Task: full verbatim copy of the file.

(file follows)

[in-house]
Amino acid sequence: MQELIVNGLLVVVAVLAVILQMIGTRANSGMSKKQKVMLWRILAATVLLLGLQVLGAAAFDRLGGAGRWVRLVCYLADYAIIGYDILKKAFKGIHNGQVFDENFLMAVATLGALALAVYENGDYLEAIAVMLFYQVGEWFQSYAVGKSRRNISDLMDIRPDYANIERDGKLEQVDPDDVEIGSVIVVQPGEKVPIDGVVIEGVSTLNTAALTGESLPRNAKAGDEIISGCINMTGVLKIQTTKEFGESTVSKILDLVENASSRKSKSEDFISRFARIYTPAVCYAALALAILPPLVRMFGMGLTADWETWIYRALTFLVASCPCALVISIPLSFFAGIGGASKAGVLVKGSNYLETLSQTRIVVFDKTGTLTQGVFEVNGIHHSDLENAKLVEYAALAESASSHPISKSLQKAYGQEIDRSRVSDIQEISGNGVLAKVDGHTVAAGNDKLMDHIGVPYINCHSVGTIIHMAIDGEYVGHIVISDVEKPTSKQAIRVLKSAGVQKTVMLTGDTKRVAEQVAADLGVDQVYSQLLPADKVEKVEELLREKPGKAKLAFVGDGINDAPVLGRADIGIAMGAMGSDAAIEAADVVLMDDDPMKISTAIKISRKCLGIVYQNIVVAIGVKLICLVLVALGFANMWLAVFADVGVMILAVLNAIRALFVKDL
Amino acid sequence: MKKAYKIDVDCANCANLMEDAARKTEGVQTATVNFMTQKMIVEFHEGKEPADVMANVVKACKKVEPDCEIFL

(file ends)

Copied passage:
[in-house]
Amino acid sequence: MQELIVNGLLVVVAVLAVILQMIGTRANSGMSKKQKVMLWRILAATVLLLGLQVLGAAAFDRLGGAGRWVRLVCYLADYAIIGYDILKKAFKGIHNGQVFDENFLMAVATLGALALAVYENGDYLEAIAVMLFYQVGEWFQSYAVGKSRRNISDLMDIRPDYANIERDGKLEQVDPDDVEIGSVIVVQPGEKVPIDGVVIEGVSTLNTAALTGESLPRNAKAGDEIISGCINMTGVLKIQTTKEFGESTVSKILDLVENASSRKSKSEDFISRFARIYTPAVCYAALALAILPPLVRMFGMGLTADWETWIYRALTFLVASCPCALVISIPLSFFAGIGGASKAGVLVKGSNYLETLSQTRIVVFDKTGTLTQGVFEVNGIHHSDLENAKLVEYAALAESASSHPISKSLQKAYGQEIDRSRVSDIQEISGNGVLAKVDGHTVAAGNDKLMDHIGVPYINCHSVGTIIHMAIDGEYVGHIVISDVEKPTSKQAIRVLKSAGVQKTVMLTGDTKRVAEQVAADLGVDQVYSQLLPADKVEKVEELLREKPGKAKLAFVGDGINDAPVLGRADIGIAMGAMGSDAAIEAADVVLMDDDPMKISTAIKISRKCLGIVYQNIVVAIGVKLICLVLVALGFANMWLAVFADVGVMILAVLNAIRALFVKDL
Amino acid sequence: MKKAYKIDVDCANCANLMEDAARKTEGVQTATVNFMTQKMIVEFHEGKEPADVMANVVKACKKVEPDCEIFL